A Martyr's Bloody Way to Heaven


To prepare for the happiest--and last--day of his life, Majdi abu Wardeh, 19, left the home of concrete blocks that he shared with his parents and nine brothers and sisters in this ramshackle refugee camp.

Awaiting him, he knew, was spiritual and physical bliss beyond his imagination, an exalted status next to God and, among other delights, a heavenly marriage to 72 virgins with hauntingly beautiful eyes. Awaiting his family, he was sure, was a lifetime of honor and respect.

But first he had a job to do. He traveled north to Ramallah for his final training. Then, on Feb. 25, a Sunday morning two days later, Abu Wardeh squeezed onto the crowded No. 18 bus in downtown Jerusalem. He would have been wearing his finest clothes, as martyrs do, and, beneath them, a sturdy vest packed with dynamite.

Minutes later, he exploded, killing himself and 25 others.

"Of course, we are all proud of what he did," Nasim Abdelrazik, 19, one of Abu Wardeh's best friends, said coolly this week. "Given the chance, we'd do the same."

In the past three years, at least 25 young Palestinians--four in the past two weeks--have made the journey to martyrdom, blowing up themselves and mostly Jewish bystanders for a promised trip to paradise. And few doubt that there are dozens if not hundreds more willing to follow their example, carrying out missions so simple, impossible to stop and hugely disruptive to the Middle East peace process.

Trapped in this new wave of bombings, Israelis as well as many Palestinians remain frightened and baffled by the phenomenon. Who are these suicide bombers? And why, in numbers unprecedented even in the modern history of Islamic fundamentalism, are so many young men willing to blow themselves up?

Abu Wardeh was typical of those willing to carry out the suicide missions. They have been men, 18 to 26 years old, from large, poor families in communities with high unemployment, according to security experts.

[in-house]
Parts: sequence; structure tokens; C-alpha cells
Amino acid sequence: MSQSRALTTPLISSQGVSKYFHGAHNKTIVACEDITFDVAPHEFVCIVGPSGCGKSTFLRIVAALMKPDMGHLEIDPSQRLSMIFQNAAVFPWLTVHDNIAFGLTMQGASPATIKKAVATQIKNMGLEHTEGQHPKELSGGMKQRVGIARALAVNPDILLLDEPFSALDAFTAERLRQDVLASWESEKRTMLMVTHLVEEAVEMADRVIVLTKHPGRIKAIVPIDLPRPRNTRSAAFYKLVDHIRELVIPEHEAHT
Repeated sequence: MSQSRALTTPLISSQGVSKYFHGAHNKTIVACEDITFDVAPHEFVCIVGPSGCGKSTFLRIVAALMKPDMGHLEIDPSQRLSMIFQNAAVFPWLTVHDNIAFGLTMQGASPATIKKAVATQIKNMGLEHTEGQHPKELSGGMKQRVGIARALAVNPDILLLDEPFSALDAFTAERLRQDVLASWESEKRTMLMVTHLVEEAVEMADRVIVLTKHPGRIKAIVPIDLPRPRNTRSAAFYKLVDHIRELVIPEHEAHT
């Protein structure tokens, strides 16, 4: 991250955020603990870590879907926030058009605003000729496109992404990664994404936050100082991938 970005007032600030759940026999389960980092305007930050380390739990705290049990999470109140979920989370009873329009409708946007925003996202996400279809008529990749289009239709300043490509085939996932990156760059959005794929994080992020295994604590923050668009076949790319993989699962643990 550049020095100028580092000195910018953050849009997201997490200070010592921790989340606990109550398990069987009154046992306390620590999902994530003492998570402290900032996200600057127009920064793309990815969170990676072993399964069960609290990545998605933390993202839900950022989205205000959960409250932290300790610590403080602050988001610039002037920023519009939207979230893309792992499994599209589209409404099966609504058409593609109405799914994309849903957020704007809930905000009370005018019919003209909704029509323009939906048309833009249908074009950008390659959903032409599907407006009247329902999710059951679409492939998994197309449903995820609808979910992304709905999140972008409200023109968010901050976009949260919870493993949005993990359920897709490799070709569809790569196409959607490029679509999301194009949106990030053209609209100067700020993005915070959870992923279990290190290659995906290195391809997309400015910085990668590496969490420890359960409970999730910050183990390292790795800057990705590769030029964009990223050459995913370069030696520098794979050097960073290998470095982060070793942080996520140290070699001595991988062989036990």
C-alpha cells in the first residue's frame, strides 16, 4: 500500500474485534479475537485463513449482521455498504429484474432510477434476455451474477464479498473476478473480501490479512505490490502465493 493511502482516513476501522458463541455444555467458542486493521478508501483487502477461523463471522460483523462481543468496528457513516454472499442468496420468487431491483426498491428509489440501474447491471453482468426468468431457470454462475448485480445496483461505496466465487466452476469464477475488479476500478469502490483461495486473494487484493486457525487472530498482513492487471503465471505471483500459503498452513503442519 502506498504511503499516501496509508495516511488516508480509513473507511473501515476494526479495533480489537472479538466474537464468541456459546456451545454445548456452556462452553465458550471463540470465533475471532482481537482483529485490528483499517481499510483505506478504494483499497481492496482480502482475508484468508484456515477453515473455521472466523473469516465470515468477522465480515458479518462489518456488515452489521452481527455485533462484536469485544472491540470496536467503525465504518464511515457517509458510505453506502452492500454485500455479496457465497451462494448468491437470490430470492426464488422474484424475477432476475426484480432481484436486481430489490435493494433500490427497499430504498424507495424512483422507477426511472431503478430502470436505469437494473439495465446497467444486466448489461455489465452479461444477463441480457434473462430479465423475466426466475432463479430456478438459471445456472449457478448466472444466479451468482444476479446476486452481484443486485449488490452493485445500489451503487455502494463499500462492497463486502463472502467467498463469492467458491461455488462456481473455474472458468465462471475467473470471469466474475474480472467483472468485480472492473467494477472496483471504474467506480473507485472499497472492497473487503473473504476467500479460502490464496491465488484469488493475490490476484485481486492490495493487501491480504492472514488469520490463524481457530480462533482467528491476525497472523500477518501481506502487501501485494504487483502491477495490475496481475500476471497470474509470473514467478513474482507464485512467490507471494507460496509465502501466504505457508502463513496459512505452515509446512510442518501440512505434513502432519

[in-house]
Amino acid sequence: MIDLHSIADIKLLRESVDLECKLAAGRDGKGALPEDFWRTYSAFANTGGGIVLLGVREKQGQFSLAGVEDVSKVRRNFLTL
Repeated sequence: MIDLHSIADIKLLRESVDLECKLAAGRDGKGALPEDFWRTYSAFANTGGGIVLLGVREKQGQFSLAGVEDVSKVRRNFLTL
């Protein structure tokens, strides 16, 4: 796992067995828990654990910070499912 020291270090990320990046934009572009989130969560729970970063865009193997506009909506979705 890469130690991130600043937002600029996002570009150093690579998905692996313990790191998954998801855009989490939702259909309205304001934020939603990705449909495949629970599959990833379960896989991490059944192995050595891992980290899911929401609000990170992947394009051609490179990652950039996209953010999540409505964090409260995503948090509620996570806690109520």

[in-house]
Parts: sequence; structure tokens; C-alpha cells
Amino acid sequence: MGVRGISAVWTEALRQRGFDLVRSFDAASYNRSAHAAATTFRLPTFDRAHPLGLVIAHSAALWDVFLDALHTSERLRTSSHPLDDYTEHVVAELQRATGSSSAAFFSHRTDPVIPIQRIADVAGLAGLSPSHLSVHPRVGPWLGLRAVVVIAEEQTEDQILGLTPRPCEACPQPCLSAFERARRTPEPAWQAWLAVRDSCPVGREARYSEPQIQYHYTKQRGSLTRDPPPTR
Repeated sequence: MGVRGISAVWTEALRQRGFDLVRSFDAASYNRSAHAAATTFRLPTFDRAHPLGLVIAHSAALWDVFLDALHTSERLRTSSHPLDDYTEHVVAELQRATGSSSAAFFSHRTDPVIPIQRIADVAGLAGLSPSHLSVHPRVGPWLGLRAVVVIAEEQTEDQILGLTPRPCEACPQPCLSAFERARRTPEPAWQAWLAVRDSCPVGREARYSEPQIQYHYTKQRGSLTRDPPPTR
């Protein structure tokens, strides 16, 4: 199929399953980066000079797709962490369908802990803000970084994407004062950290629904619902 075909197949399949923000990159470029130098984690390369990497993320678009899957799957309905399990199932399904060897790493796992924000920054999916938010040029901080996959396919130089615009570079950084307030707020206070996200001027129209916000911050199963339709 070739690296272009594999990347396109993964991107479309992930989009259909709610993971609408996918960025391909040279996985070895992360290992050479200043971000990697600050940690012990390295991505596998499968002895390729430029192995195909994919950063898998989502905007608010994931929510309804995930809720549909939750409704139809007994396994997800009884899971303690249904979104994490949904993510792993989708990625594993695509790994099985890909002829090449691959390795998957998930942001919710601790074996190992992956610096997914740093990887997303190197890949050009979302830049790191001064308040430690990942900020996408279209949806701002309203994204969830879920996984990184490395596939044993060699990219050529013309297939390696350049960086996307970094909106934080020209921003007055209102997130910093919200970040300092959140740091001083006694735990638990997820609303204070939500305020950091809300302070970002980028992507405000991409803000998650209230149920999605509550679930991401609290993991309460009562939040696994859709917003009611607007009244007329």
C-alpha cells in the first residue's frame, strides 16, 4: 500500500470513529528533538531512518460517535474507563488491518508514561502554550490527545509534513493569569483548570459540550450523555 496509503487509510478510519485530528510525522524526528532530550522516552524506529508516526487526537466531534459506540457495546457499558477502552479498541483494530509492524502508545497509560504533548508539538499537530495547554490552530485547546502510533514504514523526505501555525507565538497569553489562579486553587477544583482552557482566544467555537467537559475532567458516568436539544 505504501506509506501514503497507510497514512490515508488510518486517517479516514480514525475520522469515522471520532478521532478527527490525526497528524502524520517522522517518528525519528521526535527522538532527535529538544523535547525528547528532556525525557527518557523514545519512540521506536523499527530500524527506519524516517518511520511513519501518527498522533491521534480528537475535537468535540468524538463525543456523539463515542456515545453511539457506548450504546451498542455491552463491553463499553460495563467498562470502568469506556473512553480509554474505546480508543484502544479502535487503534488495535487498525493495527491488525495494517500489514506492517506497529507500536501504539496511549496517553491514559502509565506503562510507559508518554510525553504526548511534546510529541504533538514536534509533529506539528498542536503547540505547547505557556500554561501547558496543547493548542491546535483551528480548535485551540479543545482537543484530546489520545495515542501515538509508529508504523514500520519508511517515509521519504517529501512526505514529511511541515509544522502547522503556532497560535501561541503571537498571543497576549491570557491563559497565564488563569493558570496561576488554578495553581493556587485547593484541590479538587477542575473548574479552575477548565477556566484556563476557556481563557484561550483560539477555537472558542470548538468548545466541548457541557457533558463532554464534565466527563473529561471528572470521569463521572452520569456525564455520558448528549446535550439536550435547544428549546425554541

They attend mosque and have strong, though not rabid, Islamic beliefs. And they are supporters, though rarely leaders, of one of the two main radical Islamic movements, Hamas and Islamic Jihad.

These bombers came of age during the intifada, the bloody Palestinian uprising against Israeli occupation of the West Bank and Gaza Strip. Some had relatives or close friends killed, injured or widowed by Israeli security forces. While most of the bombers were previously unknown to the police, all have known the punishing presence of the Israeli army and the day-to-day humiliation of roadblocks and identity checks.

For such young men, overwhelmed by hopelessness and hatred, and certain of paradise in a life beyond, death carries a seductive, glamorous appeal.

Abu Wardeh lived his short life in the Al Fawar refugee camp, a few miles south of Hebron and an hour's drive from Jerusalem. The camp was created at the base of a rocky slope to house Palestinians who fled or were forced from their homes when Israel was formed in 1948.

Today, almost 50 years later, 6,000 people are still here, living in a jumble of concrete homes on narrow alleys and rutted streets that surround the sandstone minaret of a mosque. Many homes still do not have electricity or running water, and garbage is dumped in open pits. Fewer than two dozen people here have permits to work in Israel's more prosperous cities.

The camp, like other refugee settlements in the West Bank, has long been a hotbed of anti-Israeli sentiment. The Israeli-Palestinian peace process has brought no change, no improvement in daily life, and, though the camp is technically under Palestinian Authority control, Israeli troops operate here freely.

"The young men still feel as if they are strangers in the area," said Mohammed abu Awad, a father of 11 who knew the bomber. "The situation is summed up in one question: 'What can you expect from our young guys who have no work, no land and no future?' They know they will never get out of here alive."

Support for martyrs, as Hamas calls its suicide bombers, is starkly evident here. Some residents carry a photograph of one or another shahid, or martyr, in lockets or in their billfolds--just as Muslims elsewhere do for martyred, fallen war heroes. "We believe they are fighting for our rights," one resident explained.